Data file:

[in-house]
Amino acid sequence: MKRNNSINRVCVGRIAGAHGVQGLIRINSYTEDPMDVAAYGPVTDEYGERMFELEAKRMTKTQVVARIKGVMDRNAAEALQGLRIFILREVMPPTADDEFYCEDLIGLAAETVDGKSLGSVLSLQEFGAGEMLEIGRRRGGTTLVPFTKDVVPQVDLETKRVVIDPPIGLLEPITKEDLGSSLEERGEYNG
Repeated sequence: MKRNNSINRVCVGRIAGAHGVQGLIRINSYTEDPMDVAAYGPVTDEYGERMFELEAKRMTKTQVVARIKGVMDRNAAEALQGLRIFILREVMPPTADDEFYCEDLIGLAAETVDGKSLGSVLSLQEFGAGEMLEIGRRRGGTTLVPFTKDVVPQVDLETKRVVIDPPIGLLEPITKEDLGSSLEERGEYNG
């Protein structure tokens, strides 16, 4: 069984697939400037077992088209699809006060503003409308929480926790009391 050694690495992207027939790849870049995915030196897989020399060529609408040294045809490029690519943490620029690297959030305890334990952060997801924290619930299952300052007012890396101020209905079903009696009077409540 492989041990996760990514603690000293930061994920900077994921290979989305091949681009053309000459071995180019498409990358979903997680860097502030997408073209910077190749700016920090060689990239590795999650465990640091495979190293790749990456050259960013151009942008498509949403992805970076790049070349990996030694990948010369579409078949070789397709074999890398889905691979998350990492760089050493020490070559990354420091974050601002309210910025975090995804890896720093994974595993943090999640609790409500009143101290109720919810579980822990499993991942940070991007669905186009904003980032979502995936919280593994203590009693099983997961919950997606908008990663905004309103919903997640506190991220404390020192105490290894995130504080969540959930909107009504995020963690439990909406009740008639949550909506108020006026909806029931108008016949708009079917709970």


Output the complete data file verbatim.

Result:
[in-house]
Amino acid sequence: MKRNNSINRVCVGRIAGAHGVQGLIRINSYTEDPMDVAAYGPVTDEYGERMFELEAKRMTKTQVVARIKGVMDRNAAEALQGLRIFILREVMPPTADDEFYCEDLIGLAAETVDGKSLGSVLSLQEFGAGEMLEIGRRRGGTTLVPFTKDVVPQVDLETKRVVIDPPIGLLEPITKEDLGSSLEERGEYNG
Repeated sequence: MKRNNSINRVCVGRIAGAHGVQGLIRINSYTEDPMDVAAYGPVTDEYGERMFELEAKRMTKTQVVARIKGVMDRNAAEALQGLRIFILREVMPPTADDEFYCEDLIGLAAETVDGKSLGSVLSLQEFGAGEMLEIGRRRGGTTLVPFTKDVVPQVDLETKRVVIDPPIGLLEPITKEDLGSSLEERGEYNG
């Protein structure tokens, strides 16, 4: 069984697939400037077992088209699809006060503003409308929480926790009391 050694690495992207027939790849870049995915030196897989020399060529609408040294045809490029690519943490620029690297959030305890334990952060997801924290619930299952300052007012890396101020209905079903009696009077409540 492989041990996760990514603690000293930061994920900077994921290979989305091949681009053309000459071995180019498409990358979903997680860097502030997408073209910077190749700016920090060689990239590795999650465990640091495979190293790749990456050259960013151009942008498509949403992805970076790049070349990996030694990948010369579409078949070789397709074999890398889905691979998350990492760089050493020490070559990354420091974050601002309210910025975090995804890896720093994974595993943090999640609790409500009143101290109720919810579980822990499993991942940070991007669905186009904003980032979502995936919280593994203590009693099983997961919950997606908008990663905004309103919903997640506190991220404390020192105490290894995130504080969540959930909107009504995020963690439990909406009740008639949550909506108020006026909806029931108008016949708009079917709970």